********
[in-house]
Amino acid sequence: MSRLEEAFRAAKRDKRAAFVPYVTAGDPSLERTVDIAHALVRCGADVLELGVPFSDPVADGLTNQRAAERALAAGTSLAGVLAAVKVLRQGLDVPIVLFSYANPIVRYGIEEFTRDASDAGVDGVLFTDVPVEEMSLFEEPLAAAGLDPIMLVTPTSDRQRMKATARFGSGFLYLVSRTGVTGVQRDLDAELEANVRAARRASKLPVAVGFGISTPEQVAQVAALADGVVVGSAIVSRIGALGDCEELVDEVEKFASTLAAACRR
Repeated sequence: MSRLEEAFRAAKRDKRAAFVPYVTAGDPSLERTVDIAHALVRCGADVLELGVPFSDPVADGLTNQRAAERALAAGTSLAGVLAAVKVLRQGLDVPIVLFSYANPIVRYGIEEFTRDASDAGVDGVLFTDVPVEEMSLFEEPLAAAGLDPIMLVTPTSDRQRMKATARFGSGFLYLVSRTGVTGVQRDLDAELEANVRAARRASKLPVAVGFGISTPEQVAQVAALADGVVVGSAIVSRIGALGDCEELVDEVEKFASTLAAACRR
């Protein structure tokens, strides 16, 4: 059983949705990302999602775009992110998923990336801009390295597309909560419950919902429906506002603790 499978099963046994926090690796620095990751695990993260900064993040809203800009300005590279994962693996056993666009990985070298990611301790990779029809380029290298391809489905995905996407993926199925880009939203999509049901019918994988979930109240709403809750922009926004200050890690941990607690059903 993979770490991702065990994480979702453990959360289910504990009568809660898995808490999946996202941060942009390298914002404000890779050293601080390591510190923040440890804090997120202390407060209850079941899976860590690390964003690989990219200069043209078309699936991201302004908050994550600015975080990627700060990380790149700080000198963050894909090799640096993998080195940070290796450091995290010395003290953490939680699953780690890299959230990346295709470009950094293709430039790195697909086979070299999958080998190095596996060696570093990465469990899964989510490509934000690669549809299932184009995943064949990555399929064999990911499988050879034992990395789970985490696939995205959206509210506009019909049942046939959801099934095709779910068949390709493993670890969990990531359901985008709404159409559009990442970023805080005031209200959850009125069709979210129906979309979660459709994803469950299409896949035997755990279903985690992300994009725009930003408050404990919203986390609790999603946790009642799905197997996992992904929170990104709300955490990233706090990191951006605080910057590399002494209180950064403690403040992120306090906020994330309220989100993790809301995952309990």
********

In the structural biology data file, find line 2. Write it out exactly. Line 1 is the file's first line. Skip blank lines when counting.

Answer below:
Amino acid sequence: MSRLEEAFRAAKRDKRAAFVPYVTAGDPSLERTVDIAHALVRCGADVLELGVPFSDPVADGLTNQRAAERALAAGTSLAGVLAAVKVLRQGLDVPIVLFSYANPIVRYGIEEFTRDASDAGVDGVLFTDVPVEEMSLFEEPLAAAGLDPIMLVTPTSDRQRMKATARFGSGFLYLVSRTGVTGVQRDLDAELEANVRAARRASKLPVAVGFGISTPEQVAQVAALADGVVVGSAIVSRIGALGDCEELVDEVEKFASTLAAACRR